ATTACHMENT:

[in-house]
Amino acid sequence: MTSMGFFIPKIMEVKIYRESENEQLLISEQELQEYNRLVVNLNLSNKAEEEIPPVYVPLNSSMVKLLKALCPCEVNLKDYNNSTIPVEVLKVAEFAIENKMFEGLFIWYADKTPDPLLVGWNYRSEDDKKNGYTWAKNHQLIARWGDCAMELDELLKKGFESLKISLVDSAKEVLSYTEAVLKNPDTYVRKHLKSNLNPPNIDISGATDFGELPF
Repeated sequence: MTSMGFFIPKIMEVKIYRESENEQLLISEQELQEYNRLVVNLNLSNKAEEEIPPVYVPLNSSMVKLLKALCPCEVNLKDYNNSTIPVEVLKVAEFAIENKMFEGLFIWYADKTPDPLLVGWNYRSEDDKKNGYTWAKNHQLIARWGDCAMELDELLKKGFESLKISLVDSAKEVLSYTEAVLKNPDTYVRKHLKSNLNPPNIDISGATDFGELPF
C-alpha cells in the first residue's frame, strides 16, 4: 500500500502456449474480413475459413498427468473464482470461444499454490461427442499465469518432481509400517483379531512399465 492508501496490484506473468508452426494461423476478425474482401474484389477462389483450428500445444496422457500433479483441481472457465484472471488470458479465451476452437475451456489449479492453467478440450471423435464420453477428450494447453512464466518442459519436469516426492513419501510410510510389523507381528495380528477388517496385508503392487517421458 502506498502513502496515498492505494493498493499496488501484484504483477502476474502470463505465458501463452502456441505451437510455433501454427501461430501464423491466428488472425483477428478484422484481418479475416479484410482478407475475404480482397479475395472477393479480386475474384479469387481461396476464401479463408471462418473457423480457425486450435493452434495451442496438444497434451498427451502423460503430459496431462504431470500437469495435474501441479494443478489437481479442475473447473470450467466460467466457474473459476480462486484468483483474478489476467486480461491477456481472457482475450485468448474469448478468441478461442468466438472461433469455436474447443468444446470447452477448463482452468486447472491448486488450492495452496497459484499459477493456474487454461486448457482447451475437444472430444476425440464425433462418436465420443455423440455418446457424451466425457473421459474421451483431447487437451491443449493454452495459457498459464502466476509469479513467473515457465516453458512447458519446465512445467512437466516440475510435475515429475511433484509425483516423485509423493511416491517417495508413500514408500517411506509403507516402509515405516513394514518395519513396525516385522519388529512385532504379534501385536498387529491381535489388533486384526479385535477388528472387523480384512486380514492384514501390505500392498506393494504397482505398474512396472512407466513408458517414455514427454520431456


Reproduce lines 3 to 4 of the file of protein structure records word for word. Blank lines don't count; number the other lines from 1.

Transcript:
Repeated sequence: MTSMGFFIPKIMEVKIYRESENEQLLISEQELQEYNRLVVNLNLSNKAEEEIPPVYVPLNSSMVKLLKALCPCEVNLKDYNNSTIPVEVLKVAEFAIENKMFEGLFIWYADKTPDPLLVGWNYRSEDDKKNGYTWAKNHQLIARWGDCAMELDELLKKGFESLKISLVDSAKEVLSYTEAVLKNPDTYVRKHLKSNLNPPNIDISGATDFGELPF
C-alpha cells in the first residue's frame, strides 16, 4: 500500500502456449474480413475459413498427468473464482470461444499454490461427442499465469518432481509400517483379531512399465 492508501496490484506473468508452426494461423476478425474482401474484389477462389483450428500445444496422457500433479483441481472457465484472471488470458479465451476452437475451456489449479492453467478440450471423435464420453477428450494447453512464466518442459519436469516426492513419501510410510510389523507381528495380528477388517496385508503392487517421458 502506498502513502496515498492505494493498493499496488501484484504483477502476474502470463505465458501463452502456441505451437510455433501454427501461430501464423491466428488472425483477428478484422484481418479475416479484410482478407475475404480482397479475395472477393479480386475474384479469387481461396476464401479463408471462418473457423480457425486450435493452434495451442496438444497434451498427451502423460503430459496431462504431470500437469495435474501441479494443478489437481479442475473447473470450467466460467466457474473459476480462486484468483483474478489476467486480461491477456481472457482475450485468448474469448478468441478461442468466438472461433469455436474447443468444446470447452477448463482452468486447472491448486488450492495452496497459484499459477493456474487454461486448457482447451475437444472430444476425440464425433462418436465420443455423440455418446457424451466425457473421459474421451483431447487437451491443449493454452495459457498459464502466476509469479513467473515457465516453458512447458519446465512445467512437466516440475510435475515429475511433484509425483516423485509423493511416491517417495508413500514408500517411506509403507516402509515405516513394514518395519513396525516385522519388529512385532504379534501385536498387529491381535489388533486384526479385535477388528472387523480384512486380514492384514501390505500392498506393494504397482505398474512396472512407466513408458517414455514427454520431456